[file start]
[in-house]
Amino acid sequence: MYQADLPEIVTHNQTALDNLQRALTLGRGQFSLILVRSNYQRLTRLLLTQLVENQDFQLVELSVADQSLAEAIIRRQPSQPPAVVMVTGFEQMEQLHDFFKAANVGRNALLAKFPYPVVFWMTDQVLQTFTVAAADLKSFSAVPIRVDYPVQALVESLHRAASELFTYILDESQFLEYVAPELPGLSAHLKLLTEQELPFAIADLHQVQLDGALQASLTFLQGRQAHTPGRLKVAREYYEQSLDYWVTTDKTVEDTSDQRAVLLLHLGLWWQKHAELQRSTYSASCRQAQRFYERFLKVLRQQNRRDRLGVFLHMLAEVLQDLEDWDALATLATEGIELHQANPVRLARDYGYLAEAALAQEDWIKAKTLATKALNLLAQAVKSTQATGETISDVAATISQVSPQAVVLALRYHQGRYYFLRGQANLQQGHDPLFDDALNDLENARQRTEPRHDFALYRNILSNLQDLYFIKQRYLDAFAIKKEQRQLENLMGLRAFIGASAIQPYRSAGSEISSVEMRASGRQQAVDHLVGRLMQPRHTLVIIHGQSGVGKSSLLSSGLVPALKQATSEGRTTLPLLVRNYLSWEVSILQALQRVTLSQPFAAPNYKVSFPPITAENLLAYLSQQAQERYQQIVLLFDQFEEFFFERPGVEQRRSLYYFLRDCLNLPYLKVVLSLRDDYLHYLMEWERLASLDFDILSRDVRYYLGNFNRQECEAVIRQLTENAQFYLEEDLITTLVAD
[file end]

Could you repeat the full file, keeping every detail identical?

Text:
[in-house]
Amino acid sequence: MYQADLPEIVTHNQTALDNLQRALTLGRGQFSLILVRSNYQRLTRLLLTQLVENQDFQLVELSVADQSLAEAIIRRQPSQPPAVVMVTGFEQMEQLHDFFKAANVGRNALLAKFPYPVVFWMTDQVLQTFTVAAADLKSFSAVPIRVDYPVQALVESLHRAASELFTYILDESQFLEYVAPELPGLSAHLKLLTEQELPFAIADLHQVQLDGALQASLTFLQGRQAHTPGRLKVAREYYEQSLDYWVTTDKTVEDTSDQRAVLLLHLGLWWQKHAELQRSTYSASCRQAQRFYERFLKVLRQQNRRDRLGVFLHMLAEVLQDLEDWDALATLATEGIELHQANPVRLARDYGYLAEAALAQEDWIKAKTLATKALNLLAQAVKSTQATGETISDVAATISQVSPQAVVLALRYHQGRYYFLRGQANLQQGHDPLFDDALNDLENARQRTEPRHDFALYRNILSNLQDLYFIKQRYLDAFAIKKEQRQLENLMGLRAFIGASAIQPYRSAGSEISSVEMRASGRQQAVDHLVGRLMQPRHTLVIIHGQSGVGKSSLLSSGLVPALKQATSEGRTTLPLLVRNYLSWEVSILQALQRVTLSQPFAAPNYKVSFPPITAENLLAYLSQQAQERYQQIVLLFDQFEEFFFERPGVEQRRSLYYFLRDCLNLPYLKVVLSLRDDYLHYLMEWERLASLDFDILSRDVRYYLGNFNRQECEAVIRQLTENAQFYLEEDLITTLVAD